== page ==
The adsorption process and the organic matter interaction between the marine phytoplankton specie Dunaliella tertiolecta and copper ions were investigated by differential pulse anodic stripping voltammetry. Suspensions of living algae in natural Gran Canaria (Islas Canarias) seawater were titrated with Cu(II) as a function of pH, temperature, and salinity. The acidbase properties of the surface of the alga in a 0.7 M NaCl solution were characterized and interpreted as if the surface contained carboxylic acid groups (pKa,1 = 4.92 ± 0.16) and amino groups (pKa,2 = 6.28 ± 0.09, pKa,3 = 10.06 ± 0.10). The binding constant for the weaker ligands of the Gran Canaria seawater increased from 8.60 ± 0.03 to 9.30 ± 0.12 when 2.2 x 107 cell L-1 was added to 0.45-µM filtered seawater. The rate of uptake was found to occur in two steps. The adsorption equilibrium data correlate well with a two-site model which considers the algal surface as one which possesses two major functional groups: high-affinity binding and low-affinity binding. The high-affinity constant was of the same order of magnitude as the complexing capacity of the exudates excreted by the algae, showing that extracellular ligands play an important role in decreasing the concentration of the free metal concentration. Changes in the temperature, salinity, and pH of the seawater solution modified both the adsorption of metal and the amount of complexed copper.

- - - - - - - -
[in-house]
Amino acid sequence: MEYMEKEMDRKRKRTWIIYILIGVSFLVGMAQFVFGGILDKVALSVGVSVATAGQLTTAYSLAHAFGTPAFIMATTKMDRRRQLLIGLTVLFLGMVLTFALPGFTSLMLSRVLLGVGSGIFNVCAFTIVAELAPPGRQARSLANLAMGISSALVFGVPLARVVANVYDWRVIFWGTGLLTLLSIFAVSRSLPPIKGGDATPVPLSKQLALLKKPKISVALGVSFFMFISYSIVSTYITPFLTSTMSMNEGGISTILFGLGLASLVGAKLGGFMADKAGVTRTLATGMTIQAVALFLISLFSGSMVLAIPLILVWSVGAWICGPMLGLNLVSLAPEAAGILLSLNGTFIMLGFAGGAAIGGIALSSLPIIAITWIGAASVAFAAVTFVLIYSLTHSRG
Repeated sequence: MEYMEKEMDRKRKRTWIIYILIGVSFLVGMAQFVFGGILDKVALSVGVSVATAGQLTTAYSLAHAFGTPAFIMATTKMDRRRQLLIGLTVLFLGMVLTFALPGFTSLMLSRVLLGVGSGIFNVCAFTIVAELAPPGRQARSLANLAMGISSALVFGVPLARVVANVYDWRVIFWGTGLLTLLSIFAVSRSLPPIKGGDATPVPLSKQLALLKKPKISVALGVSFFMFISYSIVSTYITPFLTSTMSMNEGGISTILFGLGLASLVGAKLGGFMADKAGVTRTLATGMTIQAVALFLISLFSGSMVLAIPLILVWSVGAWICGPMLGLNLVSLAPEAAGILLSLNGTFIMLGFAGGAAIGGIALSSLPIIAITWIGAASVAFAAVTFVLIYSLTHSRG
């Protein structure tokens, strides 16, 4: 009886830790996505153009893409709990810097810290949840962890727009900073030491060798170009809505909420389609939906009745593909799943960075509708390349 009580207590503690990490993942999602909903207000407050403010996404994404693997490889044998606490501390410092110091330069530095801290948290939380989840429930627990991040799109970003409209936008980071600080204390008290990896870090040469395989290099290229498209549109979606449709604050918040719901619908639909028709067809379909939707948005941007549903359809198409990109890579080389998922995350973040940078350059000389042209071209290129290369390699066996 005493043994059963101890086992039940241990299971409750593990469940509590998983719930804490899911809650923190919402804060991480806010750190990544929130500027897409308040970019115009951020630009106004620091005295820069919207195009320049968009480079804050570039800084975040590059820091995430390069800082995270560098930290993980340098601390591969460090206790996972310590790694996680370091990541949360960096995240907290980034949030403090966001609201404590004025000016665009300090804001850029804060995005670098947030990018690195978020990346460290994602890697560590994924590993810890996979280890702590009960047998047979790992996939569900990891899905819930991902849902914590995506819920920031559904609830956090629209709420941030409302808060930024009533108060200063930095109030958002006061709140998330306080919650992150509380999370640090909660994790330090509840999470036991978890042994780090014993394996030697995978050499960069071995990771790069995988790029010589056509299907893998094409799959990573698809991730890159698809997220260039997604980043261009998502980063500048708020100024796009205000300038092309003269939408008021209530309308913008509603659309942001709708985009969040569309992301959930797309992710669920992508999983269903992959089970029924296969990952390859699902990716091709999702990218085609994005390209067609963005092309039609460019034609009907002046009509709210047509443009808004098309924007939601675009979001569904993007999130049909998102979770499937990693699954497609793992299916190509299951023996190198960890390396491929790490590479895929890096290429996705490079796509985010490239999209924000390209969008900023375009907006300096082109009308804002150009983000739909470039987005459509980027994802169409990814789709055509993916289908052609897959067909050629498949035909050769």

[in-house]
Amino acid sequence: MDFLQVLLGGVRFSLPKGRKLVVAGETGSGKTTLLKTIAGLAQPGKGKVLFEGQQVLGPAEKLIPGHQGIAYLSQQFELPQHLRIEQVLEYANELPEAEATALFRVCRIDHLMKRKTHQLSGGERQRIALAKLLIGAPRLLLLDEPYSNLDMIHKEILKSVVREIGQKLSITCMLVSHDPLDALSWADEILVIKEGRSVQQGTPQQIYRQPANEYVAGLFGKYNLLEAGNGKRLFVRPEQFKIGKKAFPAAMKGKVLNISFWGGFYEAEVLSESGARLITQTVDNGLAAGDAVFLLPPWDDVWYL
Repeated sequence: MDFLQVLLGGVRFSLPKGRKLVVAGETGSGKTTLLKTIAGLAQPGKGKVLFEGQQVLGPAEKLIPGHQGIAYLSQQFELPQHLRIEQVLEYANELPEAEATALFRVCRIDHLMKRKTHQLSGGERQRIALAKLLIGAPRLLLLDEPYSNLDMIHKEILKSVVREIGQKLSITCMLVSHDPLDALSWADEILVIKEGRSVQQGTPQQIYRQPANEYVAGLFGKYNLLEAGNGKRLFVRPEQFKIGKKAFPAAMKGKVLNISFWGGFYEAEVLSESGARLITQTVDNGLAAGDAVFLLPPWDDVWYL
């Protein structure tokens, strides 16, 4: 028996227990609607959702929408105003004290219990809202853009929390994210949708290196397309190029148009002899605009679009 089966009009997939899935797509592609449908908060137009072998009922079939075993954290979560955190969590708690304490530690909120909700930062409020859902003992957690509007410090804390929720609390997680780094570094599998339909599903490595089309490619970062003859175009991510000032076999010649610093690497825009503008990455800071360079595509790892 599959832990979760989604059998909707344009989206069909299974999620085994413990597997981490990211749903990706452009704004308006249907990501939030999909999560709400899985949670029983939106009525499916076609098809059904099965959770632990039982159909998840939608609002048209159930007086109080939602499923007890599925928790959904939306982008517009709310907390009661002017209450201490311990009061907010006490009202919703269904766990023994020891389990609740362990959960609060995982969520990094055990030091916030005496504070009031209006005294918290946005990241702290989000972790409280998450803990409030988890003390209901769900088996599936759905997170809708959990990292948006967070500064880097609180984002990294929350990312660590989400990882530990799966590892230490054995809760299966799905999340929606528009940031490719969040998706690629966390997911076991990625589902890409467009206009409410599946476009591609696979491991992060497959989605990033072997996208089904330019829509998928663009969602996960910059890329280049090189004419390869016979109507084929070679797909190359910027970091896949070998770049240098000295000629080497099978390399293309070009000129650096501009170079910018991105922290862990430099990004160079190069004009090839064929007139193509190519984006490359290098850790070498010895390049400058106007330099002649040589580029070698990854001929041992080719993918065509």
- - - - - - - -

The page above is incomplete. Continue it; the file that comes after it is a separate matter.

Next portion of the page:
ASJC Scopus subject areas
- Environmental Chemistry